• Content count

  • Joined

  • Last visited

About DocWet

  1. Perfection loop, Surgeons knot or Palomar knot.
  2. Installed 200# Hi-Seas braid and much less cable singing...Also added 3' of 400# mono at the bitter end to cushion weight. See pix.
  3. We used to find them (Lakers) placed along the Falls walk in Buffalo, presumably for the local bums and homeless people to take up and eat. No kidding! On Superior (Lake), I used to walk along the boat ramps to see what the locals were bringing in, and in mostly what I saw were small (12-16" lakers) being kept to eat. These, I believe were a different species than the common lakers we all catch. Our local Arby's restauranteur was given a large Laker to cook and it stunk so bad, he threw it out. Cheers, Docwet
  4. What you need is a watertight Cord Grip from Heyco...or ask an electrician friend to help. Cannon should have provided this item.
  5. Old commercial gill-net fishermen have told me that the great lakes and surrounding waters are changing...and not for the better. The fish are changing their habits too as former forage species decline and new ones appear. They adapt and the fisherman must adapt also. Cheers, DocWet
  6. Crossing the T less than 50 yds. away...You're the idiot!...Stay out of traffic is my advice.
  7. Nessmuk's Black Fly Dope 3 oz. Pine Tar 2 oz. Castor Oil 1 oz. Pennyroyal Oil Simmer together, cool and bottle for use...never been known to fail...Nessmuk All ingredients available on Ebay for about $ 13.00.
  8. Boat is 30 years old, this year.
  9. Here's a wrinkle I have been doing the last few years. Get a big fly rod, add an extension butt and replace that expensive fly line with mono. and backing. Add a Du-bro drop back release to the grip to keep the reel from free spooling when trolling. Lower lure or dodger/fly combination on downrigger to desired depth. When fish hits, the drop back release will free the line and you can fight the fish conventionally albeit with a single action reel...lots of laughs and great fun for fly rod afficionados! A few drops of Bunker (menhaden...does not wash off easily) oil on the fly will get strikes. Cheers, DocWet [Everything has limitations...and I hate limitations.]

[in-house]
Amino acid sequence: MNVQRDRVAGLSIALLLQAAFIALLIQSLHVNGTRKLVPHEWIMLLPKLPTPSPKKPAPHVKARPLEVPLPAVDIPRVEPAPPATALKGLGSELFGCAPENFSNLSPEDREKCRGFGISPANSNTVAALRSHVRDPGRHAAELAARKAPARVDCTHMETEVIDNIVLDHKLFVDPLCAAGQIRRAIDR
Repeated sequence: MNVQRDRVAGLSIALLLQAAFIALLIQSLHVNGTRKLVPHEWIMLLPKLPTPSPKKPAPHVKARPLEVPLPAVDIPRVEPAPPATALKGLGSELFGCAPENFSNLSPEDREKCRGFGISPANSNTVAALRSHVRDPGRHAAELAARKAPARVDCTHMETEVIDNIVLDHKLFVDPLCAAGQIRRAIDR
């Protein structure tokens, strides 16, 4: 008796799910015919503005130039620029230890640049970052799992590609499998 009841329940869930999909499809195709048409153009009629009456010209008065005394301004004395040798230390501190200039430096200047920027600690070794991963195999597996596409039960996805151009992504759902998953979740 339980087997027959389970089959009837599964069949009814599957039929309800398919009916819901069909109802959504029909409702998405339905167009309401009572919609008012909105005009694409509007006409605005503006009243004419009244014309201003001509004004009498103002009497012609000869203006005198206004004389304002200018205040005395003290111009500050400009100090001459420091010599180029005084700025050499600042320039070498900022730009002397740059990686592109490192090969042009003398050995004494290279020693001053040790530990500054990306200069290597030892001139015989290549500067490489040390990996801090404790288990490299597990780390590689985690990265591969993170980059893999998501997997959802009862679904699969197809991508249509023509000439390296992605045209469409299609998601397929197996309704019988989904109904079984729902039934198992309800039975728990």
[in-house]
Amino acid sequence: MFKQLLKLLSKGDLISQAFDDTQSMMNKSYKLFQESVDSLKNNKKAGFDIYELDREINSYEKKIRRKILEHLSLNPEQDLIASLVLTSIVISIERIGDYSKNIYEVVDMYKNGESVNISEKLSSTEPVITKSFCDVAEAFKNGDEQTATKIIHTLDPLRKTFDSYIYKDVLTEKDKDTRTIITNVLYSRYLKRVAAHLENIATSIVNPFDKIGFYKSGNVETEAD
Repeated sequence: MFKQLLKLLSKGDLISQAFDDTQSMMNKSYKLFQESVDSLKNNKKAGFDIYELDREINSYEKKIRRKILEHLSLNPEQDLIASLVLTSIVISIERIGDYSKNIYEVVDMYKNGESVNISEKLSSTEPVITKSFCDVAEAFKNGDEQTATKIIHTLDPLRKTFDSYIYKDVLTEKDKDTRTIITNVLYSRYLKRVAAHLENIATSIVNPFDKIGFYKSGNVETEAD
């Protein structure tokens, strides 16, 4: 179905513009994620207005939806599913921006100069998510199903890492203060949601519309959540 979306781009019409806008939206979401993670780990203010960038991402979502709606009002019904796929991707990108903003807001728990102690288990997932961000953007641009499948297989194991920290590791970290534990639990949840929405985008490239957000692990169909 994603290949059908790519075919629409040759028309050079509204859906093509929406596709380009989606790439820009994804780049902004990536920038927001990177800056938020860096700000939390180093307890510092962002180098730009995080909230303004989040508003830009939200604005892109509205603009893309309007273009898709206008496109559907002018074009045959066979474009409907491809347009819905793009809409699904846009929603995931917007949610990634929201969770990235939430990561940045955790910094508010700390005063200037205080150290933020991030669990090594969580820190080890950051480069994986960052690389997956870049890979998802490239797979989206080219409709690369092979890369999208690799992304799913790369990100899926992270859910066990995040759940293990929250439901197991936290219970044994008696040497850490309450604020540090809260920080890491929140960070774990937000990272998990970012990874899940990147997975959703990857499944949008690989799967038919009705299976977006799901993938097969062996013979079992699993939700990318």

10. My boat has been marina kept for 29 years and I don't think I will ever go back to towing...its just too much of a hassle hooking and un-hooking especially since I am older. Trailerable means under 18 feet in my opinion...anything longer and you are talking WEIGHT. The best systems are the ones where the boat is lifted out on a cradle (no bottom paint), and not subject to floods and high wind bashing. This is the most common mooring method in Florida canals. In spite of anti-fouling paint, sacrificial zincs, outdrive still dis-integrated and had to be replaced. For new owners, my advice is to keep your boat in the marina only if you know you are going to be using it every day...otherwise trailer it and check the outdrive each time it is hauled out. If you are not going to use it for awhile, keep it on the trailer...not in the water. Boating is still enjoyable to me in spite of the costs. Cheers, DocWet [Everything has limitations...and I hate limitations.]
  11. All along the Oregon seacoast, you will find these signs. As if you didn't already have enough to worry about.
  12. From our visit to the Oregon seacoast this year, I commissioned a King salmon sawn from a redwood log...just under 4 ft. long it is. Will be installed in my mancave. Sawyer and artist is Sara Elisabeth Ruscetta from Cannon Beach, Oregon. Regards, DocWet
  13. We used to go to Ontario to fish for the big salmon and trout... In August and September, with the zephyrs so balmy and light... We'd do the lake Ontario shuffle by day...and sometimes by night... 3 to 4' waves with a wind chop on top was a typical day's ramble... Later, dining at the Three Bridges Inn was always a gamble... Spending lots to catch a little was the usual day's sum... Our guide friend Jim would sometimes show us the way... At times we were very lucky to find our way back at the end of the day. copyright DPW 2013